The GPS beeps and says “Your truck doesn’t seem to be stopped in front of the right house. ” The DIAD, which are Delivery Information Acquisition Devices: The UPS driver, and the Postal Service as well, they’ll take a scanner and scan the number which shows that the package has been delivered. I’ve sometimes been on the internet when the UPS person was coming, and I could see the truck drive up, and on their webpage it said “Out for Delivery”, then I hear the package hit the front porch, and I inquire again and it says “Delivered”.
RFID is a Radio Frequency IDentifier: One of the places where you see this is your FastTrack, that allows you to fast track on the Bay Bridge where you don’t have to stop to pay your toll, but rather you get scanned. One thing that most people don’t realize is that the FastTrack can be read other place as well as the Bay Bridge, and people are afraid the day will come when you’ll get a ticket in the mail because RFID scanners will have seen you two different places too close together from your bridge pass. XML/SOAP are standards for interoperability.
You might have noticed in the new release of Microsoft ® Office all of the files now have an x at the end of the extension, . docx and . pptx, etc. The x stands for xlm, because the files are now encoded in XML. O/O UML: Last he mentions Object Orientation and UML (Unified Modeling Language). This is something I cover in my C++ and C# programming classes. In addition to covering Object Orientation I cover UML, which is a way of designing systems using modeling. Slide 12 Transcript: Do 4 U 117 seconds So, what does all this mean for you?
The advice that Tom gives is first, understand that the playing field has flattened, this means there is a broad Middle Class that is going to extend outside the industrialized world, and already does, all around the globe. Both people who were behind the Iron Curtain previously, and also people who were in the so-called “Third World”, the developing nations. He says understand the ten flatteners, by which I guess he means buy his book—well, I can understand that. But understand productivity, the ability to connect and collaborate.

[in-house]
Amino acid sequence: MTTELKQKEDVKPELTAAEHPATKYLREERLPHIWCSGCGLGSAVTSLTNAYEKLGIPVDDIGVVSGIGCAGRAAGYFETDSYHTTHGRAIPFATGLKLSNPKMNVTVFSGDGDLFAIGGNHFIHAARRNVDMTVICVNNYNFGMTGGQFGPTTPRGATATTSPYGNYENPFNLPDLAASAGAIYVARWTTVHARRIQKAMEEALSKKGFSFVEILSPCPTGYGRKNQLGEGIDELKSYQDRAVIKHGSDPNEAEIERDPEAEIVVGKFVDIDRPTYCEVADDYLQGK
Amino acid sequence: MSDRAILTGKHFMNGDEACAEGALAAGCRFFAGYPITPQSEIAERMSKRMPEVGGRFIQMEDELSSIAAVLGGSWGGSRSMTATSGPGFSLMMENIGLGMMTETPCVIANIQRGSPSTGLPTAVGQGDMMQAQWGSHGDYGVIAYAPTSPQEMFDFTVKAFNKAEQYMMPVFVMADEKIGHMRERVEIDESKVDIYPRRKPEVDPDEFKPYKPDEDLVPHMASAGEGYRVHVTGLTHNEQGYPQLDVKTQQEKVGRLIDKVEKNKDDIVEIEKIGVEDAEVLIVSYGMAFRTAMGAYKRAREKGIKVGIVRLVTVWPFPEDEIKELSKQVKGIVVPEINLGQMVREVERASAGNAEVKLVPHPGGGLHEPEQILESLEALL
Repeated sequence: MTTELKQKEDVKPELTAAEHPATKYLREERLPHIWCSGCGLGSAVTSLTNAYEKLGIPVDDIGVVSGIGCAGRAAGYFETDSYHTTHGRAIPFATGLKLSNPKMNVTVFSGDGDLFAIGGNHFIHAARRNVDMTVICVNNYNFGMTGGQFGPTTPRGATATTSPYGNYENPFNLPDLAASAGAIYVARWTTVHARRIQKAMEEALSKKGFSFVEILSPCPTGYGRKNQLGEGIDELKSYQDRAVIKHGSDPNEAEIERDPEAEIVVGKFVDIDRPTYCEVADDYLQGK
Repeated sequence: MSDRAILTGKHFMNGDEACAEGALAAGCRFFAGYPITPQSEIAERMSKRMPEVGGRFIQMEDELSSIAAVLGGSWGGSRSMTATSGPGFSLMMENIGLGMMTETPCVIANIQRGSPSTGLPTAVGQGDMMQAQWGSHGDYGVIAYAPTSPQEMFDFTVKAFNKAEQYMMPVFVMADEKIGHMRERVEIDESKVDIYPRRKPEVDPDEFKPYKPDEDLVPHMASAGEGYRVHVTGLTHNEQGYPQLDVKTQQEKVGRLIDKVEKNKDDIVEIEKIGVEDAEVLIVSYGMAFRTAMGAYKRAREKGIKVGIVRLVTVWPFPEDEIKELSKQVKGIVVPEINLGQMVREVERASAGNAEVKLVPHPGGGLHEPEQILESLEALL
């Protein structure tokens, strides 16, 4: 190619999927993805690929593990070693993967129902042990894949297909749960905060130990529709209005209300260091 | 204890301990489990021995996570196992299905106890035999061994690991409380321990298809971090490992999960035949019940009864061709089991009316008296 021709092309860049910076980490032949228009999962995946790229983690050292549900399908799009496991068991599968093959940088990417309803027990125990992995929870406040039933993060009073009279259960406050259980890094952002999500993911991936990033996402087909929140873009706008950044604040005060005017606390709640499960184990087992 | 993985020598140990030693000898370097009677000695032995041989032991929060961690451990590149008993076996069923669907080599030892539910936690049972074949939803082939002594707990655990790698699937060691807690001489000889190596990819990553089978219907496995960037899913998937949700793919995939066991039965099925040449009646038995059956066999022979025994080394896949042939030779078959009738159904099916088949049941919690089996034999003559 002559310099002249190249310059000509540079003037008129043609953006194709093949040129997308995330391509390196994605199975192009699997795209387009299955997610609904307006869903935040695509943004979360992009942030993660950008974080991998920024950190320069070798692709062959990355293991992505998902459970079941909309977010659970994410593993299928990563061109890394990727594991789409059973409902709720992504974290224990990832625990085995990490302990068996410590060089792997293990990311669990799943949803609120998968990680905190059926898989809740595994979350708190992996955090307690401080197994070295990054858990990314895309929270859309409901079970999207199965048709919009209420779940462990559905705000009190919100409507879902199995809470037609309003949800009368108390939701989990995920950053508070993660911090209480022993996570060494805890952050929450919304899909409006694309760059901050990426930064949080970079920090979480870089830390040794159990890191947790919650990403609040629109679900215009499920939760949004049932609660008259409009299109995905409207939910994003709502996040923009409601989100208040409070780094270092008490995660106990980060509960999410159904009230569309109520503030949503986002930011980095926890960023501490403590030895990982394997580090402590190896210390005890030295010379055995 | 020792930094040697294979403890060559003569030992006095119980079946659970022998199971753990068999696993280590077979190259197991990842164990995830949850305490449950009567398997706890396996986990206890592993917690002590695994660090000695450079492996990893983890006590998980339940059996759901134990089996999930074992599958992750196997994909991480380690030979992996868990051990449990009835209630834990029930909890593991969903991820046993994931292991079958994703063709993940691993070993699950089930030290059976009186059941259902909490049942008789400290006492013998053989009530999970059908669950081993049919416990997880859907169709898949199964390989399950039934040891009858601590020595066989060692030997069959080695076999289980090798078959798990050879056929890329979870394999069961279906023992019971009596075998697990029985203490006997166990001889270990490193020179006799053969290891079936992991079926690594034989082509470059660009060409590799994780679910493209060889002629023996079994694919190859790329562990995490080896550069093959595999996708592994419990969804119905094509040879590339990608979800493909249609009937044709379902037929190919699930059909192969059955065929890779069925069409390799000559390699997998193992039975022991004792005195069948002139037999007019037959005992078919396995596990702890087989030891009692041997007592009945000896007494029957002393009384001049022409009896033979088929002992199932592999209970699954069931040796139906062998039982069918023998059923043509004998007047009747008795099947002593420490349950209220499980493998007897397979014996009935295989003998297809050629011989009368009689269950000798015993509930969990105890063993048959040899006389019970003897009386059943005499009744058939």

Horizontalize yourself: be a good collaborator, learn how to work with people, both online and off. In fact, taking an online class is a good way to get a little bit of experience in that. Third, understand that it happened, understand that there are all these people, and understand diversity. That different people from different backgrounds, different religions, different races—we all have to live together on the same planet. He says CQ + PQ ; IQ, by which he means that the Curiosity Quotient plus the Passion Quotient is greater than the Intelligence Quotient.
Which is to say, you don’t have to be the smartest person around, if you have curiosity and passion. If you’re trying to compete by being the smartest person around, remember that in China, for example, if you’re one in a million, there are about 1,300 of you! Because that’s the size of China. And fifth, continuing education—as a teacher at College of Alameda and UC Berkeley Extension, I would applaud that. But learn a skill, be adaptable, and re-train. Understand that life-long learning is necessary in the new, flat world. Copyright © 2005 Patrick McDermott